LeBron James and an award we’ve made hollow

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For just about anyone else winning the NBA’s Most Valuable Award would be a good thing, with no downside. It’s an award that carries legitimate weight, not just in terms of current cultural cache, but longer-lasting greatness in the context of a player’s legacy. It should be cause for celebration.

But for LeBron James, it’s somehow another reflection of his failures, another illustration of what he’s not.

To be clear, James was the winner of the award as the AP reported Friday for good reason. He put in not the most efficient season of his career, or the most statistically significant. It wasn’t his best season defensively, he wasn’t the best player on the best team (a terrible way to decide the award) , and he certainly didn’t carry his team further than the other candidates given his sparkling supporting cast.

But for James, this was his most impactful season. You saw him everywhere, and you saw him controlling the game. Running the offense, finishing on the break, blocking chase downs, locking up the best perimeter players, locking up the best post players, playing in the post on offense, hitting shots on the outside. Even his fourth quarter foibles took a step up in the last month of the season. There should be nothing but celebration and praise for James’ play.

But there won’t be. There will, however, be a lot of this.

“That’s OK, LeBron, but where are your rings?”

and

“Individual MVPs don’t make champions.”

As if James, who did not lobby for this award, who did not ask for his third in four years, who never insinuated that this award means anything other than the respect of the voters, asked to be held by this standard, to be anointed as champion based on winning a Kia. I get it. The “Chosen One” tattoo. The King moniker which is as much a Nike marketing ploy as anything. There’s no doubting it’s obnoxious. But the bitterness surrounding what has truly been a magnificent season is still shocking.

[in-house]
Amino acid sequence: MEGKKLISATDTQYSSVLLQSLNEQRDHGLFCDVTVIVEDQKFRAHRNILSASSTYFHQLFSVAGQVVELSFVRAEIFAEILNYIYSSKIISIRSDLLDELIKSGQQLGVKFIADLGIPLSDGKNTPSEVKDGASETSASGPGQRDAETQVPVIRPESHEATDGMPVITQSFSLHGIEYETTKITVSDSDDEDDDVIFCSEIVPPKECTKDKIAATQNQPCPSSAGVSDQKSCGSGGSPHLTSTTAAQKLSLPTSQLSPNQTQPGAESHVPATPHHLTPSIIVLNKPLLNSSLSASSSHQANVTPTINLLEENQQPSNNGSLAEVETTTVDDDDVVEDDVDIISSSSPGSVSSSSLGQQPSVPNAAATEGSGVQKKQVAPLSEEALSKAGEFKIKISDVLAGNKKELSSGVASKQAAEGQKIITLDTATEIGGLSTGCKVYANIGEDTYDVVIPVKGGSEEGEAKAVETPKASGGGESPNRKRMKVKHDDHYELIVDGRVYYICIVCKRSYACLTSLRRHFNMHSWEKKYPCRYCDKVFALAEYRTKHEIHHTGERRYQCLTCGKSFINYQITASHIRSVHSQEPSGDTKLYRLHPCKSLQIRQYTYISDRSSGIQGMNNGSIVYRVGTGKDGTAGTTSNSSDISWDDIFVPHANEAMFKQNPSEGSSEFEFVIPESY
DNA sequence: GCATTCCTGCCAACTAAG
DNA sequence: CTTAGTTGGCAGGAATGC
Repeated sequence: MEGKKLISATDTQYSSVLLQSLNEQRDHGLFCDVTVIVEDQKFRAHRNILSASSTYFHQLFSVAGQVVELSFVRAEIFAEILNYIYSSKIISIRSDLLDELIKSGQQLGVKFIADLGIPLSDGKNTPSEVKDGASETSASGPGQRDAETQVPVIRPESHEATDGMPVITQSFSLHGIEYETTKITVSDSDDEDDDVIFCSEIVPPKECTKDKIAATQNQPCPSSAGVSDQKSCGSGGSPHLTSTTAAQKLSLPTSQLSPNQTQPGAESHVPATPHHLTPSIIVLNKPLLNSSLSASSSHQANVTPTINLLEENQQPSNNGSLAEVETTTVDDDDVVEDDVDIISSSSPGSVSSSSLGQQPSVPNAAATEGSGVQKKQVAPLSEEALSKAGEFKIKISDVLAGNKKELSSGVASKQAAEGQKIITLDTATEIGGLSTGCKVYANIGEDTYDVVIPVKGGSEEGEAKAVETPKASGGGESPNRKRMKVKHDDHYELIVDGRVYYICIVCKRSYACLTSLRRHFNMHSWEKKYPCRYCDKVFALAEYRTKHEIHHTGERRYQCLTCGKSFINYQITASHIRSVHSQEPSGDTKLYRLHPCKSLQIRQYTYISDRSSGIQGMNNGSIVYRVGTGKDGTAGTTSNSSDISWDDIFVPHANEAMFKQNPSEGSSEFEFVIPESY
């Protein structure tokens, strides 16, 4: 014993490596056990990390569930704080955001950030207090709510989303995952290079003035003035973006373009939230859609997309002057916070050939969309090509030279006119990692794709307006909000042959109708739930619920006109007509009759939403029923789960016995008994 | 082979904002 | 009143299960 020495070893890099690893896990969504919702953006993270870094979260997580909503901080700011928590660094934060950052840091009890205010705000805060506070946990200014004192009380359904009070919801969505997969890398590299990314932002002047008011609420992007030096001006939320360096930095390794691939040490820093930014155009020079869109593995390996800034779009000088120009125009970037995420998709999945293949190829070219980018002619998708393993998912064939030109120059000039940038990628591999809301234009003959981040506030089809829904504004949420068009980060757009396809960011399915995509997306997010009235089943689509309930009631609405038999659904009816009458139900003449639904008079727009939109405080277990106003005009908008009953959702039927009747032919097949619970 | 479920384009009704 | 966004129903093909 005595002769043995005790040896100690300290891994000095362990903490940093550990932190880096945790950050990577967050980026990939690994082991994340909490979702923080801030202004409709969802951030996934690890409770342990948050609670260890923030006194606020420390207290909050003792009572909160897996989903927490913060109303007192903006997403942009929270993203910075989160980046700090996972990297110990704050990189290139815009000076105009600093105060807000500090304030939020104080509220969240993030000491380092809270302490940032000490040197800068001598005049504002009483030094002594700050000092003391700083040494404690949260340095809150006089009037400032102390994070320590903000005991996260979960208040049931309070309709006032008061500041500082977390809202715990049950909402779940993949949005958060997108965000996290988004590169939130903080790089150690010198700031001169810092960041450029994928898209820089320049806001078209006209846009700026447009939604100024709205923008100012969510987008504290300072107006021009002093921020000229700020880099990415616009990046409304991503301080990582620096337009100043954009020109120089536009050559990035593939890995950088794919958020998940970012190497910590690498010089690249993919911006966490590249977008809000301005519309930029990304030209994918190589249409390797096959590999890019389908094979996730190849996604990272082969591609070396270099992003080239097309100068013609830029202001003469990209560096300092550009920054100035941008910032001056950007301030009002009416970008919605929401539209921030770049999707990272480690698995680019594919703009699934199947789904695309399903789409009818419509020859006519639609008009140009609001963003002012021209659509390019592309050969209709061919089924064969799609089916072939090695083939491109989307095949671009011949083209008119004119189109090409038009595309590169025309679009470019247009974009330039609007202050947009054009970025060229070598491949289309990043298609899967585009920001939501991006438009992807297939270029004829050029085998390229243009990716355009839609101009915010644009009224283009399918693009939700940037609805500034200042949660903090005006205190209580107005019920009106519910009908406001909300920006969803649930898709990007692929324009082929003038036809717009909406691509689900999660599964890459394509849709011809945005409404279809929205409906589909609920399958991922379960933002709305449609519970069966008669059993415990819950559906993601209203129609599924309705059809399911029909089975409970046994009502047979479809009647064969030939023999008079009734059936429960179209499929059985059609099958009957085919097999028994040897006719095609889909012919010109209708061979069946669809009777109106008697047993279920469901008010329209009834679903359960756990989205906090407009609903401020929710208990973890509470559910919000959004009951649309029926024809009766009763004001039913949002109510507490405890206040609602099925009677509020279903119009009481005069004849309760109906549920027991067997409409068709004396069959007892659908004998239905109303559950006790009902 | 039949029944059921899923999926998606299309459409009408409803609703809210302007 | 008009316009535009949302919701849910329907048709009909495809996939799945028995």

James was voted the league’s most valuable player, but in his context, it means something entirely different. It would be a pain to fit on the trophy, but “Most Valuable Player despite a considerable portion of the voters  hating him and deliberately withholding votes last year based on his decision to hold a televised event regarding his free agency which probably also impacted this year’s vote and in  spite of a stunning revilement of the idea of going to play with the best of your peers in a league featuring six teams with multiple stars angling for a title in the playoffs” is a bit more accurate. James didn’t just win the vote this year, he won the vote despite people’s intentions.

If there was a way for the voters not to vote for James in good conscience, they would have found it. This isn’t to say Kevin Durant wasn’t worthy. He most certainly was. But if anything, this award should impress you more. He managed to have people basically say “Look, I don’t like it, but he really was the best/most impactful/most outstanding/most valuable basketball player this season.” That’s a pretty impressive accomplishment. And yet it won’t be held as such. It only makes the pressure greater. It’s like throwing bits of cheese on top of Kilimanjaro, but that’s not the point. Winning MVP isn’t validation for James, it’s just another indictment. “You won the individual award, but what about the championship which we always say is about the team unless we’re debating your legacy in which case you need to single-handedly do everything at all times?”